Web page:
In this chapter we present different forward induction criteria which restrict the way in which players should revise their conjectures during the game. Although there does not exist a unique definition of forward induction in the literature, its main idea can be described as follows. Suppose that a player’s initial conjecture about the opponents’ behavior has been contradicted by the play of the game. In this case, this player is required to form an alternative conjecture compatible with the current situation in the game. In other words, the player should study all possible scenarios that could have led to this situation, and form some subjective belief about these scenarios. Roughly speaking, a forward induction criterion requires the player to make a distinction between “more plausible” and “less plausible” scenarios, and to assign positive probability only to the “more plausible” scenarios. The various criteria presented in this chapter differ in the formalization of “more plausible” and “less plausible” scenarios. The forward induction criteria discussed in this chapter are iterated weak dominance, stable sets of equilibria, forward induction equilibrium, justifiable sequential equilibrium and stable sets of beliefs. The idea of forward induction is particularly succesful in eliminating “implausible” sequential equilibria in signaling games. For this class of games, which is relevant due to many applications to information economics, several forward induction criteria have been developed that exploit the specific structure of signaling games.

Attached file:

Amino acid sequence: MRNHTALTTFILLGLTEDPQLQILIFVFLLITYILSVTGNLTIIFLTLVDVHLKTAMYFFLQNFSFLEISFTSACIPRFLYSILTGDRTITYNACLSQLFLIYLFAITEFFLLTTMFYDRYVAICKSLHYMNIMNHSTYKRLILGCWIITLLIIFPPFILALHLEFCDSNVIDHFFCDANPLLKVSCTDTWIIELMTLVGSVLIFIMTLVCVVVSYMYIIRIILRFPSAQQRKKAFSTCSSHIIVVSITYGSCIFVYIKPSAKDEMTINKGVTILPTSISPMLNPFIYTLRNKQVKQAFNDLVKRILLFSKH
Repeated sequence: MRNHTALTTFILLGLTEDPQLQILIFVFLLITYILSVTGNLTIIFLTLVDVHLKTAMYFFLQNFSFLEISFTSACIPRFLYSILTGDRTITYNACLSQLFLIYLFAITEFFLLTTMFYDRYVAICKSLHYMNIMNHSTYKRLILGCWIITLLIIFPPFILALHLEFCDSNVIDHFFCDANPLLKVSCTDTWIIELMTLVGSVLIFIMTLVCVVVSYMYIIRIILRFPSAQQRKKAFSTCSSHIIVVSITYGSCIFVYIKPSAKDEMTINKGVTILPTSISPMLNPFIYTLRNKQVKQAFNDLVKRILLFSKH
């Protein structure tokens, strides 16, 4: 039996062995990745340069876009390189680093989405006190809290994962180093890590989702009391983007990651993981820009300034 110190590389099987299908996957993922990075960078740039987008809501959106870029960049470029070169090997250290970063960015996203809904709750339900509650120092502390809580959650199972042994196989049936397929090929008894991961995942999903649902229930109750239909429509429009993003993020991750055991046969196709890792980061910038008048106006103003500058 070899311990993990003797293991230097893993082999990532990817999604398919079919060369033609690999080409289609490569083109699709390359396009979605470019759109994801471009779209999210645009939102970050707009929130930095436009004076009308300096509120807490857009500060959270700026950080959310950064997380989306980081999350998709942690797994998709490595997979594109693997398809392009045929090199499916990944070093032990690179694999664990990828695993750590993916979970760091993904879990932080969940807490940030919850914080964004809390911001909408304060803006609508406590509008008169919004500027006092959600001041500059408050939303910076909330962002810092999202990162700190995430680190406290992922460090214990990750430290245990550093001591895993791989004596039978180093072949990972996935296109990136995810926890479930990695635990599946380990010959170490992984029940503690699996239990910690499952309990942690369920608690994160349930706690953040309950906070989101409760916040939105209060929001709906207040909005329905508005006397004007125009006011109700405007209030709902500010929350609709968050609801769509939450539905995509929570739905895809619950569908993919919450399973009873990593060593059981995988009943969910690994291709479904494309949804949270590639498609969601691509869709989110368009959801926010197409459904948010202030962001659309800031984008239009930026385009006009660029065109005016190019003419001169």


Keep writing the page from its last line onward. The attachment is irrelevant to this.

KeywordsNash Equilibrium Normal Form Form Game Signaling Game Sequential Equilibrium
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